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Bashment (Digital Only,Re-mastered)


Download links and information about Bashment (Digital Only,Re-mastered) by Lee Perry & The Upsetters. This album was released in 1998 and it belongs to Reggae, Roots Reggae, Dub genres. It contains 14 tracks with total duration of 40:42 minutes.

Artist: Lee Perry & The Upsetters
Release date: 1998
Genre: Reggae, Roots Reggae, Dub
Tracks: 14
Duration: 40:42
Buy on iTunes $9.99


No. Title Length
1. Windup Doll (featuring Lee) 3:00
2. People (featuring Lee) 2:55
3. Something You Got (featuring Lee) 3:19
4. Water Pump (featuring Lee) 2:51
5. Labrish (featuring Lee) 3:26
6. Django Shoots First (featuring Lee) 2:44
7. Rides Again (featuring Lee) 3:53
8. Night Doctor (featuring Lee) 2:23
9. Rude Walking (featuring Lee) 3:11
10. Funny Baby (featuring Lee) 2:12
11. Set 'Dem Free (featuring Lee) 2:28
12. Run for Cover (featuring Lee) 2:46
13. Set Me Free (featuring Lee) 2:47
14. All and All (featuring Lee) 2:47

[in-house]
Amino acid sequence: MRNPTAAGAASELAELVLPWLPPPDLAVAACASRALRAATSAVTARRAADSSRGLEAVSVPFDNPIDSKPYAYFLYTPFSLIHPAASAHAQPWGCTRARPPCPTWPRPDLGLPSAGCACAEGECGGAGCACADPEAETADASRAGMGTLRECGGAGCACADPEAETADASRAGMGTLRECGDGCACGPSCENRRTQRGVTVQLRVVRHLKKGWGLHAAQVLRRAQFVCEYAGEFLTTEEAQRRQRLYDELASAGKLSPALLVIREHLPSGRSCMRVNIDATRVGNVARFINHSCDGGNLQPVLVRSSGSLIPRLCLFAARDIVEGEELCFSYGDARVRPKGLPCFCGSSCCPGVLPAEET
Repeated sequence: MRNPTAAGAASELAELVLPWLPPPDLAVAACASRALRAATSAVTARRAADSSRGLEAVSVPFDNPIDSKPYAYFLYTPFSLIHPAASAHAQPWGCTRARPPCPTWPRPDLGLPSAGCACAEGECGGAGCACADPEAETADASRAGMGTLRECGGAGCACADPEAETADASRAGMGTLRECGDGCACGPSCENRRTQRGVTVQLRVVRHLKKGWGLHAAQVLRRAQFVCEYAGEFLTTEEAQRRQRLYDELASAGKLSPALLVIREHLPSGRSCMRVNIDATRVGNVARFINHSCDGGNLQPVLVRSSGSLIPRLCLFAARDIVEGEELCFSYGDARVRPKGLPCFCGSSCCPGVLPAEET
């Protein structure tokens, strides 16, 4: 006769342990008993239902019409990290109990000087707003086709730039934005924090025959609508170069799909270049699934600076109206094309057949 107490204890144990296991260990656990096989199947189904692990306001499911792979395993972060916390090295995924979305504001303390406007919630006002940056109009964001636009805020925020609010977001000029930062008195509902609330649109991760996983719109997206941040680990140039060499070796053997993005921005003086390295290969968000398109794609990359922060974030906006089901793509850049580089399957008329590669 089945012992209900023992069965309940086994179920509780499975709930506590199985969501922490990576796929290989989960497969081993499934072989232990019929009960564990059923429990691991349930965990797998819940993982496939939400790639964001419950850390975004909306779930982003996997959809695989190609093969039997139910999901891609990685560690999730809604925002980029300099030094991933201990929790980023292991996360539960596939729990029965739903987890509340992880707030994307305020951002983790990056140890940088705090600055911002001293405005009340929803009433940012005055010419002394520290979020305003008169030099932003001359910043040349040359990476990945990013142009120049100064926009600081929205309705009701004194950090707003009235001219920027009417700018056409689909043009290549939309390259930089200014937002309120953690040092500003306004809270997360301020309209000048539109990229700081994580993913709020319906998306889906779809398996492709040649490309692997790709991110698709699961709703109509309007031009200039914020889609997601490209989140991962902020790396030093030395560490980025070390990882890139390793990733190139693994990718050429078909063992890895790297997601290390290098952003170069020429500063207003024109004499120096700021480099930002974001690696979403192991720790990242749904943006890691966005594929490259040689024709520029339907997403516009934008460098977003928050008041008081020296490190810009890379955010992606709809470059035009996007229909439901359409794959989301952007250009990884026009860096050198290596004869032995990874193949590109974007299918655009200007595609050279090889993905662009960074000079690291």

A wild ride across the late '60s/early '70s, Bashment bundles up a batch of Lee Perry's own numbers and productions, including both vocal tracks and instrumentals, from the rocksteady and early reggae years. Chronologically challenged and thematically diverse, the ride is a bumpy one, but entertaining nonetheless. The earliest numbers date from 1967, with Perry's "Run for Cover" the best of the bunch, a glorious rocksteady 45 aimed straight at Coxsone Dodd's head, with harmonies provided by the Sensations. The flip of that single, a cover of Chris Kenner's "Something You Got," is also included. On "Wind Up Doll" Perry illustrates his flippancy toward woman, but a few years later he turns the tables with "Water Pump," objectifying himself in pure rude reggae fashion. And then there are the rude boys, who are given an eloquently defense on "Set Dem Free," a powerful retort to Prince Buster's "Judge Dread." Perry didn't have the sweet vocals so integral to the rocksteady age, but his sensational rhythms and unique delivery would certainly make a mark in the reggae age. Whether he's bemoaning the grudgeful as on "People Weird" (aka "People Funny Boy") and "Funny Baby" (aka "You Crummy") or just bemoaning his own fate, as he and Bunny Lee hilariously do on "Labrish," Perry's idiosyncratic view of the world was always a wonder to behold. But it was the instrumentals that were really garnering attention, and there's a handful of sizzling ones here to whet one's appetite. One of the most flamboyant, "Night Doctor," was actually overseen by organist Ansel Collins, and features Sly Dunbar's recording debut. Although at times only hinting at the heights Perry reached during these years, this set is still a good taster, and with broad strokes illustrates Perry's eclectic themes and adventurous productions.